Viewpoint – V for Victory with UK Student Accommodation
Our Head of United Kingdom and student accommodation specialist John Yeend shares his thoughts on the UK student accommodation sector, how universities are adapting to COVID-19 and how demographics are key to understanding the resilience and opportunity that the purpose-built student accommodation (PBSA) sector provides.
A Maturing Sector:
Since the removal of the cap on university student numbers in 2015, full-time student numbers have been growing at close to 50,000 per annum; over the same period, the provision of new beds has lagged behind, averaging c. 35,000 per annum, so the demand versus supply imbalance has been getting worse. Nationally, only a third of full-time students have access to PBSA.
Much of this growth in full-time students has been domestic, with a 10% increase between 2014/15 and 2018/19, despite a demographic drop in 18-year olds, and for the forthcoming 2020/21 academic year a record 40.5% of all UK 18-year olds applied to attend university.
International students, particularly those from outside of Europe, have been growing strongly and represented 24% of the full-time student population for the 2018/19 academic year. UK Government has a target to significantly increase the number of international students by 31% by 2030.
These trends have delivered long-term strength to PBSA, evidenced by rental increases of en-suite accommodation tracking 16% above the rate of inflation since 2014 (Cushman & Wakefield).
Working with COVID-19:
Schools and universities have been adapting to the COVID-19 pandemic. While A-Level exams have been cancelled, grades will be based on performance in mock exams, coursework and attainment at previous education levels. This will allow A-Level Results Day to go ahead as planned on 13th August and for domestic students to then confirm which university they will be attending.
Almost all universities will be open in some capacity come September, confirmed by Universities UK, the representative organisation for the UK’s 137 universities, who surveyed 92 universities about their plans, with 97% confirming they will provide in-person teaching in line with government and public health guidance, with ‘blended learning’ expected – a combination of digital and small face-to-face classes that observe social distancing measures.
In terms of housing, private PBSA operators are also making preparations in a similar way to retailers, with physical adaptations such as protective screens in reception areas, hand sanitisation points, enhanced cleaning regimes and signage to remind students about the new measures and adjusted communal spaces.
The operators have reported no discernible shift in demand for different unit types. Studios continue to be popular with international and postgraduate students, with little change in demand for shared flats. Indeed, a shared flat is considered a “household” therefore social distancing rules do not apply within it, providing students the opportunity to socialise with a small group of other students.
In short, everyone’s will is to get students back to university, including the students themselves, most of whom have found the online teaching of the last term disappointing, particularly when full tuition fees are still due.
Evidence supports this, with UCAS reporting at the end of June that there were 500,340 applicants holding a firm offer to start a course this autumn, 1% more than last year and fewer people accepting an offer for a deferred place. Of those holding an offer for 2020, there has been a 2,200 increase in UK students, offsetting a 2,160 drop from Continental Europe, whilst overseas (non-UK, non-EU) had increased by 5,770 (+12%).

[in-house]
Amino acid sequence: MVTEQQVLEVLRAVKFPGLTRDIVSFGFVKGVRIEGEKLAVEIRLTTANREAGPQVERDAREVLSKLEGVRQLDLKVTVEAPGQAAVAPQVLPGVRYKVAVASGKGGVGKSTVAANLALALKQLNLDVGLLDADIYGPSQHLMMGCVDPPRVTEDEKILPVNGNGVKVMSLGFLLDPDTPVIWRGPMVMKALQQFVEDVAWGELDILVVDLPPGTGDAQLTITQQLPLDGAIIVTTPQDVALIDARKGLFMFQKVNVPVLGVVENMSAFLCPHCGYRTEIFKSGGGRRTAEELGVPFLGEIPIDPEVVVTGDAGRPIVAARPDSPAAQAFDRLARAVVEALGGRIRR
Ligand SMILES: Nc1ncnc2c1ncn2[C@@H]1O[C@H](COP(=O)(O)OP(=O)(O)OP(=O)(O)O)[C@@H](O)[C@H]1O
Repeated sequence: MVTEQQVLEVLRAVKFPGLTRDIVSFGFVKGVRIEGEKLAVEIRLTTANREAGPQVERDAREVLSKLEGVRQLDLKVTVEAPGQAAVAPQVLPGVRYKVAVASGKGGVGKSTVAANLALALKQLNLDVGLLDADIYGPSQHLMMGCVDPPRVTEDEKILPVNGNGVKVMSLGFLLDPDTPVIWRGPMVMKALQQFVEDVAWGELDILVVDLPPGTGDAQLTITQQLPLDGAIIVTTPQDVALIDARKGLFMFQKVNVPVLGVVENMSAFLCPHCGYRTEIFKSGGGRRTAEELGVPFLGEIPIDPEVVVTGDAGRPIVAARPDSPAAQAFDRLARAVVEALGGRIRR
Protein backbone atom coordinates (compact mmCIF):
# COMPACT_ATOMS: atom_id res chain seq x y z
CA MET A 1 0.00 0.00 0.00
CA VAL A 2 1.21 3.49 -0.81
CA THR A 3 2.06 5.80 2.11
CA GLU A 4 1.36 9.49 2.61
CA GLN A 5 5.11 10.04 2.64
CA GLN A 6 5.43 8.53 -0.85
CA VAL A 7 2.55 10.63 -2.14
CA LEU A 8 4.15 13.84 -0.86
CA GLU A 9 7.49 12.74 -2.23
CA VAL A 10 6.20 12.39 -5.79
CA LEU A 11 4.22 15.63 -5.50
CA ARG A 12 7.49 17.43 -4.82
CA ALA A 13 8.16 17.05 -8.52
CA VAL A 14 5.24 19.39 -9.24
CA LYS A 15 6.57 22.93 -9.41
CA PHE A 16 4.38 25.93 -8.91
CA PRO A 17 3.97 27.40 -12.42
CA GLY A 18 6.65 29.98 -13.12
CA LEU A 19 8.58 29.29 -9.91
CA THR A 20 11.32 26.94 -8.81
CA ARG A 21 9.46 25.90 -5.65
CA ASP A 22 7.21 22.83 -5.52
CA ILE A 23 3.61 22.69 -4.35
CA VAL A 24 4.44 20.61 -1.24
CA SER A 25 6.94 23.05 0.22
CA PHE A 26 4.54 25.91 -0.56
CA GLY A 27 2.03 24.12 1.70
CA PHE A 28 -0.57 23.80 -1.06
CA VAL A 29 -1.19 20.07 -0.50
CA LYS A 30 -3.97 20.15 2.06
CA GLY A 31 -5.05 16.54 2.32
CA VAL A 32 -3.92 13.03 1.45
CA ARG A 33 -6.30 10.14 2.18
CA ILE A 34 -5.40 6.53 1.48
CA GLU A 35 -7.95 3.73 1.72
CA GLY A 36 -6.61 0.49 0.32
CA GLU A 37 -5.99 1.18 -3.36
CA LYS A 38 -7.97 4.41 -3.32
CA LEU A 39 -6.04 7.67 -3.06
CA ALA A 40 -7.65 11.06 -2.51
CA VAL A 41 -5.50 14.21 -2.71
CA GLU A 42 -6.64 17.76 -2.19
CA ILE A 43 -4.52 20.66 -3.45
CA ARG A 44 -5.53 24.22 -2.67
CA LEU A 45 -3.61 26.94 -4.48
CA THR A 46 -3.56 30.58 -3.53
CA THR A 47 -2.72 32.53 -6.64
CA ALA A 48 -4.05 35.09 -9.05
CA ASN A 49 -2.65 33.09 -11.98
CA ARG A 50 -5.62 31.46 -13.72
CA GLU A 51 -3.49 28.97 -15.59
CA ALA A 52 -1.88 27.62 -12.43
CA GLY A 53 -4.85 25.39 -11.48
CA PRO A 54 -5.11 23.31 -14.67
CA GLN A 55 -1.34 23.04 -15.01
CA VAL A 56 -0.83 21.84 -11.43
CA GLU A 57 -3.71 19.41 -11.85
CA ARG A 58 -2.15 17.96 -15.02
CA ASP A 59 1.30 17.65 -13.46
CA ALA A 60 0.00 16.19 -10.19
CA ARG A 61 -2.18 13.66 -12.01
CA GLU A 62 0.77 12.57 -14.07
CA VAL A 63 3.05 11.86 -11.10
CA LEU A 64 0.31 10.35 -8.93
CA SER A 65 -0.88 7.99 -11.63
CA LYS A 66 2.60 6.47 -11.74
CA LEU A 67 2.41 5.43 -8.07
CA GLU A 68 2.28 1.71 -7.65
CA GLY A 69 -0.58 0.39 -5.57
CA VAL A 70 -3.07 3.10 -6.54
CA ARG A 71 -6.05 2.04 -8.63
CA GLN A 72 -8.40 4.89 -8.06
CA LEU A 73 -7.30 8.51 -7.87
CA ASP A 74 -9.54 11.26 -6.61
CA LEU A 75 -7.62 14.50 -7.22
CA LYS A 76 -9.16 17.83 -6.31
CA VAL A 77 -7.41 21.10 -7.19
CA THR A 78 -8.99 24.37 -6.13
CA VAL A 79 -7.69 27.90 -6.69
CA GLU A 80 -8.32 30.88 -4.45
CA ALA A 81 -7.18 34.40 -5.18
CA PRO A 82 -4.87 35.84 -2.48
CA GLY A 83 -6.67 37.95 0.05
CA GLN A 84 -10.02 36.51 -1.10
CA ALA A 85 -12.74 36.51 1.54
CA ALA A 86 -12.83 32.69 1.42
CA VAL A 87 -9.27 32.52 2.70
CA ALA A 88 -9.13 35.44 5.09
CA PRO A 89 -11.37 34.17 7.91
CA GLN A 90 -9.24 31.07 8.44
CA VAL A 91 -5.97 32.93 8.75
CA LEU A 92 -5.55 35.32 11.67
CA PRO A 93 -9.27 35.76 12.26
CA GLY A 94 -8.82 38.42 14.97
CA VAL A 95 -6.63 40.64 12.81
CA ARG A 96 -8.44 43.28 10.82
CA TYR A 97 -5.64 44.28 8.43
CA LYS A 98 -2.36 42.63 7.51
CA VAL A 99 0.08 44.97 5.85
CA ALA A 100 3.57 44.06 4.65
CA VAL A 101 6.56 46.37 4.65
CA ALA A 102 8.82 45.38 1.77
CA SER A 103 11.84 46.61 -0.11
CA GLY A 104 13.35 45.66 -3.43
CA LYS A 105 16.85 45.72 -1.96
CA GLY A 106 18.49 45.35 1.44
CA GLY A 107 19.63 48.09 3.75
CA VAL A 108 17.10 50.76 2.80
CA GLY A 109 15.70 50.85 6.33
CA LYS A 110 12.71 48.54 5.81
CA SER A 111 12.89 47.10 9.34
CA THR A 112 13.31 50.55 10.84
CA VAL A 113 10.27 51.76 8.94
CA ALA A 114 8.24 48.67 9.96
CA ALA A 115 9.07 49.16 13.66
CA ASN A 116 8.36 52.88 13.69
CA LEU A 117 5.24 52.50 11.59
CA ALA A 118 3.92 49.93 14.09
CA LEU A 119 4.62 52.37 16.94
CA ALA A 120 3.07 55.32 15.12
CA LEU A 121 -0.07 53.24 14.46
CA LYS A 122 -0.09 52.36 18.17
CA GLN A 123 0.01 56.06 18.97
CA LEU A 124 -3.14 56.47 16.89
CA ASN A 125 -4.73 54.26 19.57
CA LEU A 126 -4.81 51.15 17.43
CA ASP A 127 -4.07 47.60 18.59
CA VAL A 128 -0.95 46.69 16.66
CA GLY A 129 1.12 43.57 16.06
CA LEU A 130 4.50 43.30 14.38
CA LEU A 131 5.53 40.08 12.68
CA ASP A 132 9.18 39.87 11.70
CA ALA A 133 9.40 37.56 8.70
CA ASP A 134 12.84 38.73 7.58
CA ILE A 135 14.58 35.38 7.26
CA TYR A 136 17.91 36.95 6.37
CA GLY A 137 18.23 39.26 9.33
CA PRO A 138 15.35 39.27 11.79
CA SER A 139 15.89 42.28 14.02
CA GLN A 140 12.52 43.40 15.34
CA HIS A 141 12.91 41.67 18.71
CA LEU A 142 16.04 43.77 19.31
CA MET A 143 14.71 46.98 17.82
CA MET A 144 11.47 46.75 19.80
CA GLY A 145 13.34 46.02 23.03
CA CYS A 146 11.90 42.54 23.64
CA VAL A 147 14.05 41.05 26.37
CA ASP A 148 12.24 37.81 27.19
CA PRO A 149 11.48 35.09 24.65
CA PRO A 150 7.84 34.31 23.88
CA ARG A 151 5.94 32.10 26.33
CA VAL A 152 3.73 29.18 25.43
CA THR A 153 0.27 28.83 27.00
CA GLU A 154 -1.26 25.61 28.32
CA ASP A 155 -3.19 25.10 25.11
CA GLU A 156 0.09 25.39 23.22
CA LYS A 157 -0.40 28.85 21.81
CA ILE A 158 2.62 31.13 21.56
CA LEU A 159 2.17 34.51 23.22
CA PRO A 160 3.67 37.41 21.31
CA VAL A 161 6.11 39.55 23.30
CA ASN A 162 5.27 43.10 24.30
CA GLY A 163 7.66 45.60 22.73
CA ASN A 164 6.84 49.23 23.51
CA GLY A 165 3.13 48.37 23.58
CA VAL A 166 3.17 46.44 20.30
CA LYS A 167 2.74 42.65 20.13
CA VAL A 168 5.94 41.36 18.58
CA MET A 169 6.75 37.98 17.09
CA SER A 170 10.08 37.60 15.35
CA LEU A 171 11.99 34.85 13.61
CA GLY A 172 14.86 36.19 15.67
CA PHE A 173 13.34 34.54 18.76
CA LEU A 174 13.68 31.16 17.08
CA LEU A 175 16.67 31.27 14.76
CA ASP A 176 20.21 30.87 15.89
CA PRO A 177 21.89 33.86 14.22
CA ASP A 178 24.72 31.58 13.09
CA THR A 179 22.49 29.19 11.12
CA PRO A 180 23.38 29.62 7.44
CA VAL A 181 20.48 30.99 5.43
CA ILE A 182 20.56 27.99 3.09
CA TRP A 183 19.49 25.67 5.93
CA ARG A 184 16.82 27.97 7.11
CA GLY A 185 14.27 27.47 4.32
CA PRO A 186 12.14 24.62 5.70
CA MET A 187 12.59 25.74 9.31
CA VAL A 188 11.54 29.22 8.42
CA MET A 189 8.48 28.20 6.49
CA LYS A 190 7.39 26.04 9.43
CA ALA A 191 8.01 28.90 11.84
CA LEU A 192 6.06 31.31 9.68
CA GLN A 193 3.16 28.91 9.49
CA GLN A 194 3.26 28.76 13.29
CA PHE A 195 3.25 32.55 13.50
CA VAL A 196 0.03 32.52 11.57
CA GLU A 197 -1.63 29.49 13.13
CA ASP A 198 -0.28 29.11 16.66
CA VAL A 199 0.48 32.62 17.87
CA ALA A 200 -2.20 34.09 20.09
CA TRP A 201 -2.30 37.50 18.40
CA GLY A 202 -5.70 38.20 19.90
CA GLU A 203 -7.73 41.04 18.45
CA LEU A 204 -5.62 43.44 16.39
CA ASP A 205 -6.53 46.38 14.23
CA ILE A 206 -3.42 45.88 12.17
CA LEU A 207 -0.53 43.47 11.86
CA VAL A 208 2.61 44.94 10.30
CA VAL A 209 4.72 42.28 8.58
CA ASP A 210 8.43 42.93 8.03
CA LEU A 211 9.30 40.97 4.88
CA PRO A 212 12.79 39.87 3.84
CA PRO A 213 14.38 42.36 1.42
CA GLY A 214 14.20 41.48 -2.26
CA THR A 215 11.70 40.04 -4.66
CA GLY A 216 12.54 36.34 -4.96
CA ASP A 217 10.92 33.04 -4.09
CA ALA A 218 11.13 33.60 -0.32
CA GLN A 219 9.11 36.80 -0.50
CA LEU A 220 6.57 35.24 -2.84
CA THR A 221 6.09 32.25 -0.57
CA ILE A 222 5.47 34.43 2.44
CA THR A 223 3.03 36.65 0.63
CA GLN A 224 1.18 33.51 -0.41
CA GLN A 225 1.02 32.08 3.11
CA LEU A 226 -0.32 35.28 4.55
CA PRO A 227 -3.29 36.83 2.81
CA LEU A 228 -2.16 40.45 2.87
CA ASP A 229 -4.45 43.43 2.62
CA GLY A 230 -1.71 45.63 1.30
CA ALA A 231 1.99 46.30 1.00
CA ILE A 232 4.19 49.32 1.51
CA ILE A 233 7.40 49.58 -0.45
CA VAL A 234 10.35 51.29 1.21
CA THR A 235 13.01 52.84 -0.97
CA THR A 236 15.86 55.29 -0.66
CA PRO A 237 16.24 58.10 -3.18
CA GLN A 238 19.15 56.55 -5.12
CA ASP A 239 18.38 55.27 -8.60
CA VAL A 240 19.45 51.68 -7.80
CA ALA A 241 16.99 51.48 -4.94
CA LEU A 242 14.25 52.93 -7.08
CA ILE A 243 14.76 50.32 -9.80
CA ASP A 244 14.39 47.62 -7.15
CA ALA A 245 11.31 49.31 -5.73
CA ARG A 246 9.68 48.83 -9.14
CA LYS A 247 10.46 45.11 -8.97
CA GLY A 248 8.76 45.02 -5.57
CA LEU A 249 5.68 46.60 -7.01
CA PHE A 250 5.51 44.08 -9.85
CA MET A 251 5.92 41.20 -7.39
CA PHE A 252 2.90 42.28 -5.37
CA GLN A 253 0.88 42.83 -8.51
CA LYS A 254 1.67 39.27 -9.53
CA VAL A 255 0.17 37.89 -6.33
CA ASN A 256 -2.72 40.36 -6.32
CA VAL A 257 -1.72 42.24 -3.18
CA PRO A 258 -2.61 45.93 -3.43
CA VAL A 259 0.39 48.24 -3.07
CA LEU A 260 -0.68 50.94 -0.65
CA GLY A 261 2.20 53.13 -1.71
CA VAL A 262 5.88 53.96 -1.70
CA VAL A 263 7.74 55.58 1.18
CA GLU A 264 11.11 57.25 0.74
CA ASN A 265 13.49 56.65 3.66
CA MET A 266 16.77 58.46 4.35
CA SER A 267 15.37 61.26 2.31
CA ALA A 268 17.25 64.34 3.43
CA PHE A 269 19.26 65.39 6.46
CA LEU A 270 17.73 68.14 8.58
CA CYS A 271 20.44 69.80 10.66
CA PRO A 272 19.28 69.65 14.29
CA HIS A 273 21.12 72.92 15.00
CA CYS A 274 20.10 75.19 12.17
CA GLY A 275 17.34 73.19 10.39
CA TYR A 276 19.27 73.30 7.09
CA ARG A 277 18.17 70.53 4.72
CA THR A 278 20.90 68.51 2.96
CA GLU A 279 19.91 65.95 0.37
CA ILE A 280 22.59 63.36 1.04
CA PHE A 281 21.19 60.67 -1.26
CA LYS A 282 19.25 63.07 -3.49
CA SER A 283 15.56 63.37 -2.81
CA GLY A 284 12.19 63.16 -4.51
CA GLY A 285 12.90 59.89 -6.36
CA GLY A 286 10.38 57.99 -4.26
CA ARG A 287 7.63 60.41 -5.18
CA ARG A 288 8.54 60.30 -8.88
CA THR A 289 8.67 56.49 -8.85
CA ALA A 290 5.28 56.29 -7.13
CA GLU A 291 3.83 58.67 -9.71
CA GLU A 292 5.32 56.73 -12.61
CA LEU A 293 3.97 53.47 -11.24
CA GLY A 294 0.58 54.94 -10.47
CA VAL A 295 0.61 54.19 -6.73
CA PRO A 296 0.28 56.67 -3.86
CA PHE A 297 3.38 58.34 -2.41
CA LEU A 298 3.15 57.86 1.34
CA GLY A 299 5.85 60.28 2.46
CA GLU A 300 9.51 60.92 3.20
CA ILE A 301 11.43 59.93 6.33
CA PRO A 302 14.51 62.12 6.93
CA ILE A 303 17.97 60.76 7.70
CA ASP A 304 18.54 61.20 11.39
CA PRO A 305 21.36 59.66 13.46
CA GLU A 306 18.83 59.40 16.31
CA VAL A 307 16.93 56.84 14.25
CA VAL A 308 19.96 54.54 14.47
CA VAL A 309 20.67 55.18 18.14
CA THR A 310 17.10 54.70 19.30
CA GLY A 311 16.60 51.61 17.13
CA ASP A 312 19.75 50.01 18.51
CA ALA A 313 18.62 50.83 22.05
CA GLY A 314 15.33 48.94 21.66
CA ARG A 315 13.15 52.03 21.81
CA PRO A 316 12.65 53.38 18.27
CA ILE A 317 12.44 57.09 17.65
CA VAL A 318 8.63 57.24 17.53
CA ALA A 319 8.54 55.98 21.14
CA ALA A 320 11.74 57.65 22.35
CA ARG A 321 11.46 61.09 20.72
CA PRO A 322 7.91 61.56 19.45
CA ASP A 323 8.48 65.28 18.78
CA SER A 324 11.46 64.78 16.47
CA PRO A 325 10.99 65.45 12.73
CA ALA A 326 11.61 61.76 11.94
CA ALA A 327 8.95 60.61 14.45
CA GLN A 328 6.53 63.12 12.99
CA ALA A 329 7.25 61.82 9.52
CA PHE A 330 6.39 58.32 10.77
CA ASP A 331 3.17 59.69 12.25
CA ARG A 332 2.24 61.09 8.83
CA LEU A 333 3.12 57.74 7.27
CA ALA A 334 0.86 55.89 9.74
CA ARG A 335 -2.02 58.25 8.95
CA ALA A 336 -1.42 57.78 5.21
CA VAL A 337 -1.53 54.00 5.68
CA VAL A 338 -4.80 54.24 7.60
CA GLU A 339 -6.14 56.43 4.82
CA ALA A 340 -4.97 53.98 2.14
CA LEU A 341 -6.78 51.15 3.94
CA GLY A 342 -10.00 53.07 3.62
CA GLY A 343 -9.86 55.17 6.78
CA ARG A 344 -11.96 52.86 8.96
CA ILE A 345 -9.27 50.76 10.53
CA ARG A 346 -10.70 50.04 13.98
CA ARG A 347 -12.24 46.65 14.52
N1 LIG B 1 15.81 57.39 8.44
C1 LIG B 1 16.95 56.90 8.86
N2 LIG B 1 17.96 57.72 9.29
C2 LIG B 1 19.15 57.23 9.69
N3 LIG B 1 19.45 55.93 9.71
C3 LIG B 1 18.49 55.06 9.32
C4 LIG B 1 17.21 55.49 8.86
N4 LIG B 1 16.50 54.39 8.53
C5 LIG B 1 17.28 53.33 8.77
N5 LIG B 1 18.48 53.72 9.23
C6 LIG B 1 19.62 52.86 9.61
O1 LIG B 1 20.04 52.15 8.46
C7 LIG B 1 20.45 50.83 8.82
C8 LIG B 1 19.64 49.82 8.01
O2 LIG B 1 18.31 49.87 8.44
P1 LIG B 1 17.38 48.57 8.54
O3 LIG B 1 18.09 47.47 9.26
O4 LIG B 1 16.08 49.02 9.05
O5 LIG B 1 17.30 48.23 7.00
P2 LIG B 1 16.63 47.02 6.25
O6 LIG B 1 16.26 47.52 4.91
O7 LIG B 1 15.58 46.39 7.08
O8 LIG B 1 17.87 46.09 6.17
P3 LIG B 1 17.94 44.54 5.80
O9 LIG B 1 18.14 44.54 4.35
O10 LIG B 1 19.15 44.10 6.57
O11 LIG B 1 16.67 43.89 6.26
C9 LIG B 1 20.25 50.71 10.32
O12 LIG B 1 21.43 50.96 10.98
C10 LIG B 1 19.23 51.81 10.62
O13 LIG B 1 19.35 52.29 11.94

Meanwhile, within 90 North’s own PBSA portfolio we have seen the level of pre-let’s rise more than 10% over the last two months, mainly driven by overseas students.
V Shaped Recovery of Domestic Demographics:
While the continuing strong growth of overseas students is positive to see, domestic demographics provide very strong support for the sector in the coming years. The growth of domestic full-time students in recent years has been against a back-drop of falling numbers of UK 18-year olds.
There is a clear V shape to the increase in 18-year olds in the coming years, with a steeper recovery than the decline of the last 10 years and a projected 11% increase by 2024 and 18% by 2029.
90 North’s PBSA Under Management:
We currently manage 3,000 beds across the United Kingdom and have strong pre-lettings for the next academic year across the portfolio, including almost half the properties already 80%+ let for next year. We recently added newly built schemes in the core student cities of Edinburgh and Leicester. Highlighting the growth in STEM subjects, our most recent PBSA acquisition at Goods Corner Edinburgh serves the nearby University of Edinburgh Kings Buildings Campus, home to 8,000 students and the College of Science and Engineering. It is 100% pre-let for year 20/21.
New University of Edinburgh School of Engineering Module 1 building
Opportunity in the PBSA Market:
90 North invests in high-ranked and high-tariff university cities with a balanced housing supply. With diligent stock-picking and prudent structuring, we believe there will be opportunities for investors to access core PBSA assets for long term investment in the UK over the next 3 to 6 months. As well as buying operational properties, well-located developments can offer attractive risk-adjusted returns, providing bespoke accommodation for the modern student.